March 16th, 2011
03:04 AM GMT
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(CNN) – Japan's benchmark Nikkei 225 index rallied some 5% in the first 15 minutes of trade on Wednesday, bouncing off a 10.5% loss in previous session.  Market watchers however warn that the worst may not yet be over given the various challenges Japan faces after the strongest Earthquake ever to hit the country.

"We're hostage to the next headline,” said Richard Yetsenga, HSBC's Asia currency strategist.

Tuesday’s sell off – lead by foreign investors dumping Japanese equities, market watchers say – was described as a panic reaction to the escalating crisis in Japan and the fear problems at the Fukushima Daiichi Nuclear Plant could impact human health and extend evacuation.

Right now, equity players are watching currency players and vice versa.  The Bank of Japan, in effort to shore up confidence in the Japanese economy, has injected large amounts of cash into the system to keep money moving and make it easy for the economy to function.

In the first hour of trade on Wednesday the central bank injected another $43.2 billion or 3.5 trillion yen into the system. That raises the total of same day cash Tokyo has injected to support its economy to $325 billion in the past three days.

There's talk the BOJ is prepared to do whatever it takes to stabilize the currency – indeed, we saw a weakening of the Yen within minutes of the central bank's move and the opening of the Tokyo trading day.

Stability is key for investor confidence, analysts say, and the BOJ and government moves are a positive signal.  That said, measures of volatility have jumped – the VIX, the so-called ‘fear index,’ jumped 15% during Tuesday’s trade. That's a sign that there are still many unknowns.

There is a huge relief effort already taking place but rolling black outs could impact on productivity in the medium term.  One note from BNP Paribas notes the rolling blackouts by Tokyo Electric Power (the company that runs the Fukashima Daiichi plant) will affect nine prefectures of the north, including Tokyo.  These nine prefectures account for about 40% of Japan's GDP.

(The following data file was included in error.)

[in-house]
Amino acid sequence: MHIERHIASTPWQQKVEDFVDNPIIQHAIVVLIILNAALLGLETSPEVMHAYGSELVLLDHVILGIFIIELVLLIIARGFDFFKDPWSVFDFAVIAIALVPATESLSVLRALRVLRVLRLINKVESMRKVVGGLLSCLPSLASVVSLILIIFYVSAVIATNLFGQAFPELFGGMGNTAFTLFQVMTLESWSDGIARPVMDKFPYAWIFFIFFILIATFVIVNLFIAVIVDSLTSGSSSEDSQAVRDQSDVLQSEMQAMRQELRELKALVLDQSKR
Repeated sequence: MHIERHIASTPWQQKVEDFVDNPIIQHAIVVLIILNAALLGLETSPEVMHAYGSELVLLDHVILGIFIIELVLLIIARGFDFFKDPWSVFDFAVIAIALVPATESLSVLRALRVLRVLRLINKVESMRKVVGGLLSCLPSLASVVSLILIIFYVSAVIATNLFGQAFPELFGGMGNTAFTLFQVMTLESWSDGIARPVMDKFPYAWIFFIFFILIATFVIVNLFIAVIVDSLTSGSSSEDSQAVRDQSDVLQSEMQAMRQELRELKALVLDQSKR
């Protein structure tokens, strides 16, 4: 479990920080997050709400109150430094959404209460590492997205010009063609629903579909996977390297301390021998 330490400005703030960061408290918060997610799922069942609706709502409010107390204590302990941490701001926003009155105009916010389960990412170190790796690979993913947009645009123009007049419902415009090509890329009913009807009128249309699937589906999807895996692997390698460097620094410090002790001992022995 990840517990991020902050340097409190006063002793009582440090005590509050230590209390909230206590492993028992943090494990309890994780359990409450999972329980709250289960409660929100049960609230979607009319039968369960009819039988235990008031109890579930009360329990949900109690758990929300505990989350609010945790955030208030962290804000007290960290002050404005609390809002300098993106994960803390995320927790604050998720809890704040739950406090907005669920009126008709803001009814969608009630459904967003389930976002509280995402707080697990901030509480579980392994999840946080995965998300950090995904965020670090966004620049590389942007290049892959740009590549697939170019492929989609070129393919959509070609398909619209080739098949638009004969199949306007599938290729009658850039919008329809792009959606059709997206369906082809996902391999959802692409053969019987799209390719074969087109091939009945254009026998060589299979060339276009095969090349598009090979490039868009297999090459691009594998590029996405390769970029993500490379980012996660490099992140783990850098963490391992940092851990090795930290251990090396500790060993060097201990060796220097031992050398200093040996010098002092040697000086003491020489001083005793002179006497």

So as the drama unfolds, the potential economic impact of the disaster remains unknown.

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Filed under: Japan


soundoff (2 Responses)
  1. divided

    Bankrupt Japan could be good test headline.

    March 16, 2011 at 4:33 am |
  2. divided

    Get ready they about to tell you through the emperor one reactor is in full meltdown. The people that control the media are now preparing people for chernobyl type events and probably on much larger scale. They are waiting for it to melt now and they prolly don't know how many will either. Its probably as bad as it could have got from an early view point. Now it seems experts wont comment. Why? Because they know that they are just holding it off by the skin of there teeth. All they are doing is trying to buy more time and hope it fixes itself thats the truth. Surely they'll admit to that. But no they'll treat it like a test as to how long they can stabiize them for. The worrying thing is there preparing odd decision like helicoptors with buckets of water. I think this is going to go just bit longer than chernobyl and only when it goes bang or melts then you'll see the real thing there planning for. If it doesn't then its not like chernobyl it earns second place. So its somewhere worse than 3 mile island but before chernobyl. I think its probably going to get worse by 1 day or say based on events so far. If i were an expert I wouldn't want to be anywhere near it either thats another reason why experts are devided. There still assessing whether its safe enough to get close enough however that could take longer and by that time it might explode or melt. I think the experts prefer it to melt. And maybe thats what they are trying to achieve just dun let it explode

    March 16, 2011 at 8:33 am |

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